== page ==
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Are cats allergic to Cow Parsnip or is it toxic to them?

Byzantine-style illustration of a Cow Parsnip plant with tall green stalks, large leaves, and clusters of small white flowers.

Cow Parsnip (Heracleum maximum), also known as cow parsley, is a tall flowering plant native to North America. This plant is toxic to cats and can cause serious health issues if ingested or if the sap comes into contact with a cat’s skin.

Cow Parsnip contains furanocoumarins like xanthotoxin, bergapten, and psoralen which are phototoxic compounds. The plant is commonly found in woodlands, grasslands, pastures, and along roadsides.

Toxicity level

SEVERE

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Additional image of the plant

Symptoms your cat may have

If a cat ingests or contacts Cow Parsnip, especially the seeds, and is then exposed to UV light, they may develop the following symptoms:

  • Skin sores and lesions (dermatitis) on areas with little fur, like the ears, nose and paws
  • Redness and swelling of the skin
  • Blisters that rupture leaving painful ulcers
  • Blindness and eye irritation including cloudy corneas and conjunctivitis
  • Vomitingdrooling, and diarrhea if large amounts are ingested
  • Tremors and seizures in severe cases

Potential diagnosis your Vet may give

If you suspect your cat has contacted or ingested Cow Parsnip, seek immediate veterinary care. Your vet will:

  1. Perform a physical exam to assess skin lesions and eye damage
  2. Take a history to determine likelihood of exposure to Cow Parsnip
  3. Run blood tests to check organ function
  4. Diagnose photosensitization and Cow Parsnip toxicity based on exam, history, and ruling out other causes
An illustrative banner depicting an anthropomorphic cat in a vet's office, alongside a call-to-action message that reads: 'If you suspect your pet may have ingested a potentially toxic substance,' accompanied by a prominent button stating 'Find A Vet Near Me!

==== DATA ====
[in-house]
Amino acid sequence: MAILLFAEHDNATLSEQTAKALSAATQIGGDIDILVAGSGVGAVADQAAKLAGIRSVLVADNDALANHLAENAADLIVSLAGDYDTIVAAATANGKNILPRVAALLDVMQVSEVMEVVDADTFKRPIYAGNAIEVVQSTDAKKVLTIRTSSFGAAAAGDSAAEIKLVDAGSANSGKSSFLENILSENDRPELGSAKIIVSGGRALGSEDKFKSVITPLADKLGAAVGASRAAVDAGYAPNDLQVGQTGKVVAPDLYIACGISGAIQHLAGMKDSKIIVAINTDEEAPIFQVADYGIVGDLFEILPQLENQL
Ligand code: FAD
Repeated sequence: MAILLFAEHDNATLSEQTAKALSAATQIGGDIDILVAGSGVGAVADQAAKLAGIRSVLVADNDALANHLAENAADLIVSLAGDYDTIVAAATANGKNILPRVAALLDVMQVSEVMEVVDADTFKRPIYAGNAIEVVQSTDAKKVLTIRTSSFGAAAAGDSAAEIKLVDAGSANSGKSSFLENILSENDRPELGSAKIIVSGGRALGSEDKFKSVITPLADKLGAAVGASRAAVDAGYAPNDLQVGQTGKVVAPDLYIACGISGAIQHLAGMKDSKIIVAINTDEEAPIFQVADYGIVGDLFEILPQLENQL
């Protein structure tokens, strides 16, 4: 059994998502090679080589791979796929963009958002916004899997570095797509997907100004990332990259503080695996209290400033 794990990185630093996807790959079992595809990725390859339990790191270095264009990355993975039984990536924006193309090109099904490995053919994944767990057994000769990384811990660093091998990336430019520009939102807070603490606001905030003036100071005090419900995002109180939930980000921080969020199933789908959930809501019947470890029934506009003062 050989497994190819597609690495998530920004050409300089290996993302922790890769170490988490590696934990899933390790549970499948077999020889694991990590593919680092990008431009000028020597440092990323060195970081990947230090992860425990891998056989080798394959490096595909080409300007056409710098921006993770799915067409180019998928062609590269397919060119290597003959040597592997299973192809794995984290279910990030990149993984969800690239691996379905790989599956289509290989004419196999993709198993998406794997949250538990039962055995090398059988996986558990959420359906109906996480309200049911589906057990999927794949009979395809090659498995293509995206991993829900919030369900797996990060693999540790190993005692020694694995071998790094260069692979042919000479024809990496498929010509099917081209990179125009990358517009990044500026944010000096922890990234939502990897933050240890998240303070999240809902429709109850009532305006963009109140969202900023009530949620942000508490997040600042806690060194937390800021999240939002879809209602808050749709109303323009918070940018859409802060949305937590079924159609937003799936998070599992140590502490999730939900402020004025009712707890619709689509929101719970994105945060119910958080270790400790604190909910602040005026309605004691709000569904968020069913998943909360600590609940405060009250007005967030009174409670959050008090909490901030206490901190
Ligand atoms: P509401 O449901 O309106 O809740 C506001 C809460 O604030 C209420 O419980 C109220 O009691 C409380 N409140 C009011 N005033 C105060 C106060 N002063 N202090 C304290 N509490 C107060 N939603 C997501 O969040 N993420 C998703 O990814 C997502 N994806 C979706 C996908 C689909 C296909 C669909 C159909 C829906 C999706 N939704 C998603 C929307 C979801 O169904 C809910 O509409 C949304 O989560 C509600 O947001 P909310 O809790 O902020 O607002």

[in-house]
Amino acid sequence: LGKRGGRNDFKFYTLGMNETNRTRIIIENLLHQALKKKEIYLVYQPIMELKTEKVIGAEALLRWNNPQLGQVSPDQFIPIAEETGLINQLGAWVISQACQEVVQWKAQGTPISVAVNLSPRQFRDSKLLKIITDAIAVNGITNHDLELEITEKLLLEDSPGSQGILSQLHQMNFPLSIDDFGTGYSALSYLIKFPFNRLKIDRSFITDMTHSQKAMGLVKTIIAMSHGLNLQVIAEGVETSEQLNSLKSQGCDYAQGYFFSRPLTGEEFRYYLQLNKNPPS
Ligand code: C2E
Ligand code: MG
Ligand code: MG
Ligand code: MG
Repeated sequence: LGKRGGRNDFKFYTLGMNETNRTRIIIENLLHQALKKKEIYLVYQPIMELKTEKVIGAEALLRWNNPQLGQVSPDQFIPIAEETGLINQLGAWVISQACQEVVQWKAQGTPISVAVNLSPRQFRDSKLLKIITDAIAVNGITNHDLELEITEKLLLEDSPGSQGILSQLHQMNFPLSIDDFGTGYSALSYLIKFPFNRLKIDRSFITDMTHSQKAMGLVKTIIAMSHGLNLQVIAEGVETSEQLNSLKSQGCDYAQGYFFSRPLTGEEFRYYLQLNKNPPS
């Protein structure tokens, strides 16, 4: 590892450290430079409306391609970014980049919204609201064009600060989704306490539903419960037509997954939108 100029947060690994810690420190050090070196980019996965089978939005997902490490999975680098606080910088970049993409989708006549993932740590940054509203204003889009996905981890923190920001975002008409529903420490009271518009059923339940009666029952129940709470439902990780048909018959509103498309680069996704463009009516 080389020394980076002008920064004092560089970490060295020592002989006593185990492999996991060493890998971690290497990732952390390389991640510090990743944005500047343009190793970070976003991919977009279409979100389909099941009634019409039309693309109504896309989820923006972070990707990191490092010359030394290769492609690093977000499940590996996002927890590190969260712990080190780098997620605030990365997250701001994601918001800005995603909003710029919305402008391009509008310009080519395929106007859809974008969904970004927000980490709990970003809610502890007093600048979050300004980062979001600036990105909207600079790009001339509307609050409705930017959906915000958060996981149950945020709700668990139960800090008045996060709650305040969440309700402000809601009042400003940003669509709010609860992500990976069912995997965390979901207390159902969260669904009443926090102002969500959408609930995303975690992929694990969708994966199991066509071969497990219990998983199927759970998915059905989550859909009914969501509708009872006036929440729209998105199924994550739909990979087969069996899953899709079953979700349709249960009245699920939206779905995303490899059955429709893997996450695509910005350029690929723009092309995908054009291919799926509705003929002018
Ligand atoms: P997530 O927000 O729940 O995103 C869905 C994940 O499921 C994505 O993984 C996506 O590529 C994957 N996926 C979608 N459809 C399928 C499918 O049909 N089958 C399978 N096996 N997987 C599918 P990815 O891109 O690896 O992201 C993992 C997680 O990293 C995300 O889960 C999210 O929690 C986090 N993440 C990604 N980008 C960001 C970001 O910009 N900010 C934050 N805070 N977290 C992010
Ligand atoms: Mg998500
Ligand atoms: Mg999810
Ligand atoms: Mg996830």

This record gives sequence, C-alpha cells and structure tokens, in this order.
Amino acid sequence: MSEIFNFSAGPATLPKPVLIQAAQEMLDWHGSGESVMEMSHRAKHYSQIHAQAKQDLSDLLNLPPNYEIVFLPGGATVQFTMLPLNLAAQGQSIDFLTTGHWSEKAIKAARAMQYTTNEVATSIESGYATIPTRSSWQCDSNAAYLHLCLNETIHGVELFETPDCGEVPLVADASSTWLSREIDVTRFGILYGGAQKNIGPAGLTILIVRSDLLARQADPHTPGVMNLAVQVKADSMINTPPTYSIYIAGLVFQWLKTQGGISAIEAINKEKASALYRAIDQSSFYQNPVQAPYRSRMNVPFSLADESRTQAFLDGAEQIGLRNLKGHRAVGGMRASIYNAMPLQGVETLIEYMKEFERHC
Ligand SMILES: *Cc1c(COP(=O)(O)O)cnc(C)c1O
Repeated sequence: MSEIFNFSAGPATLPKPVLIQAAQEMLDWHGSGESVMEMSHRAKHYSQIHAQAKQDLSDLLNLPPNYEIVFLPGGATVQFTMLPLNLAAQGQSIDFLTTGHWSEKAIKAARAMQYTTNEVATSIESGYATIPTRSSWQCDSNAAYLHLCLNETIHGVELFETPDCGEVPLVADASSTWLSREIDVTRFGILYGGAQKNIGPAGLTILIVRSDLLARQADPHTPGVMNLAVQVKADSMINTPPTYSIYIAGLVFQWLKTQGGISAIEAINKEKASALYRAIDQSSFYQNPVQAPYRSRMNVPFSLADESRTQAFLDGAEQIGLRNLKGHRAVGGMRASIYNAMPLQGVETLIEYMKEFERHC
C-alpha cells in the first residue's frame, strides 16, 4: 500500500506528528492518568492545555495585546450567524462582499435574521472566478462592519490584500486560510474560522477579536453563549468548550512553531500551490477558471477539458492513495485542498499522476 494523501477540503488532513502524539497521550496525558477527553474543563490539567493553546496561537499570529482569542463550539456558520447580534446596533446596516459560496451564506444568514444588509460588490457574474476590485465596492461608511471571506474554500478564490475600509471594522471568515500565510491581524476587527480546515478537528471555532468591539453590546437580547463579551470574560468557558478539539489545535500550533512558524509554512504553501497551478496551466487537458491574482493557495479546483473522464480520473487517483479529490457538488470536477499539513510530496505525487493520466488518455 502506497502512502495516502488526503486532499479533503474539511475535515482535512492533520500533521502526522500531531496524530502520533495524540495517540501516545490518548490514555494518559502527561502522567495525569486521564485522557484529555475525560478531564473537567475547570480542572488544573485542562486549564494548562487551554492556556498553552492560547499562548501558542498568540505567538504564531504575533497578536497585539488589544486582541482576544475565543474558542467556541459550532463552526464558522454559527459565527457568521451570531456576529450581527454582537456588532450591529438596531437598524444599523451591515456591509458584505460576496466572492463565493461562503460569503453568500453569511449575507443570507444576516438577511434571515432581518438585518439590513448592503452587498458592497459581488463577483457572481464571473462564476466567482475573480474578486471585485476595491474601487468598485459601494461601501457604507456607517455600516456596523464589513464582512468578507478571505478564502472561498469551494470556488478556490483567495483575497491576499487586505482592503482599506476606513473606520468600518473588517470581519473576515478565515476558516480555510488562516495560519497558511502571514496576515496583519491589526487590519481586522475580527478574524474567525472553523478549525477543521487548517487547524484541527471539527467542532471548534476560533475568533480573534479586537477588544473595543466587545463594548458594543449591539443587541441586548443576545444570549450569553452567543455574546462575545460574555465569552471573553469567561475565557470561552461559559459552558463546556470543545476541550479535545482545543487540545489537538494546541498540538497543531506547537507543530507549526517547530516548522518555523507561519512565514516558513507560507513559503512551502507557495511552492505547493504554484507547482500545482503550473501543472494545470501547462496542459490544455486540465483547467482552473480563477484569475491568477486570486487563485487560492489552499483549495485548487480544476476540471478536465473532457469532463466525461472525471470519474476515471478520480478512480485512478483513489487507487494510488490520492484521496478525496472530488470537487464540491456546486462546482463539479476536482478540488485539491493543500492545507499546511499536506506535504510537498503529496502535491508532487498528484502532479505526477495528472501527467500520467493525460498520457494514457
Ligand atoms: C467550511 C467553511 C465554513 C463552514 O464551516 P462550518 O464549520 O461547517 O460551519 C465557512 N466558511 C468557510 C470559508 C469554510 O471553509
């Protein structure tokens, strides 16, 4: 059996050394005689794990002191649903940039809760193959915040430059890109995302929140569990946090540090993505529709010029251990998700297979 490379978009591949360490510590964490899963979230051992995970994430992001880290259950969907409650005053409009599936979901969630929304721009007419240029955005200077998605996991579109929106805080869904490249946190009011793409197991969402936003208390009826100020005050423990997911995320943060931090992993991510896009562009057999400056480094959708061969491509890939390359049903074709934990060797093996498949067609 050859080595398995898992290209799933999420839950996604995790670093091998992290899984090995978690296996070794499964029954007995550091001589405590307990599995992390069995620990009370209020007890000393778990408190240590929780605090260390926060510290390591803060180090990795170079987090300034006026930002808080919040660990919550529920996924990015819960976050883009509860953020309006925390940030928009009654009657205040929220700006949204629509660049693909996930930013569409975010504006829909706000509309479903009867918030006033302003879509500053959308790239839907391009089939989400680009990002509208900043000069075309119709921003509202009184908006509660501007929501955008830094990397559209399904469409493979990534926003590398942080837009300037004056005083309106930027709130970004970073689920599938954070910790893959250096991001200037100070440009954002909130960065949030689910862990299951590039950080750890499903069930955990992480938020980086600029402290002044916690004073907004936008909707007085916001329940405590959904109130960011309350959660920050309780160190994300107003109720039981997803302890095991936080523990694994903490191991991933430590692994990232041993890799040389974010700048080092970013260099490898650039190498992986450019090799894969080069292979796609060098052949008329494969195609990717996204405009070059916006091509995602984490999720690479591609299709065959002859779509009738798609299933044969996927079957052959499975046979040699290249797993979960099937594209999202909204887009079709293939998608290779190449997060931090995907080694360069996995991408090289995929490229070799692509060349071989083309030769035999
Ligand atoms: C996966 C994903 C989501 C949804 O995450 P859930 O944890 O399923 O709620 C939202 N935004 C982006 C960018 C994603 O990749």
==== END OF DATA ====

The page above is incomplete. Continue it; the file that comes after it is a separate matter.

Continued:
An illustrative banner depicting an anthropomorphic cat in a vet's office, alongside a call-to-action message that reads: 'If you suspect your pet may have ingested a potentially toxic substance,' accompanied by a prominent button stating 'Find A Vet Near Me!

FAQ

Q: Are cats allergic to Cow Parsnip?

A: Yes, cats can be allergic to Cow Parsnip. Symptoms of an allergic reaction may include itching, sneezing, and skin irritation.

Q: Is Cow Parsnip toxic to cats?

A: Yes, Cow Parsnip is toxic to cats. Ingesting any part of this plant can cause symptoms such as vomiting, diarrhea, and drooling.

Q: What are the symptoms of Cow Parsnip poisoning in cats?

A: Symptoms of Cow Parsnip poisoning in cats include vomiting, diarrhea, excessive drooling, and abdominal pain. Immediate veterinary care is recommended if ingestion is suspected.

Q: How can I prevent my cat from coming into contact with Cow Parsnip?

A: To prevent contact, ensure that Cow Parsnip is not present in your home or garden. Keep your cat indoors or monitor outdoor activities closely to avoid exposure.

Q: What should I do if my cat ingests Cow Parsnip?

A: If your cat ingests Cow Parsnip, contact your veterinarian immediately. Do not induce vomiting unless instructed by a veterinary professional. Immediate medical attention is necessary.

Q: Is Cow Parsnip commonly found in gardens?

A: Cow Parsnip is more commonly found in wild areas and along roadsides rather than home gardens. However, if you do have this plant in your vicinity, it is important to ensure it is kept out of reach of cats to prevent accidental ingestion.

History of Cow Parsnip

Cow Parsnip is native to North America and can grow up to 6 feet tall. It has been used medicinally by Native Americans for treating burns and sedating patients. However, the sap contains furanocoumarins which are phototoxic and can cause phytophotodermatitis, a severe skin reaction, in humans as well.

Care must be taken around this invasive weed, especially with cats.

Further reading and sources

Please note: The information shared in this post is for informational purposes only and should not be considered as veterinary medical advice.

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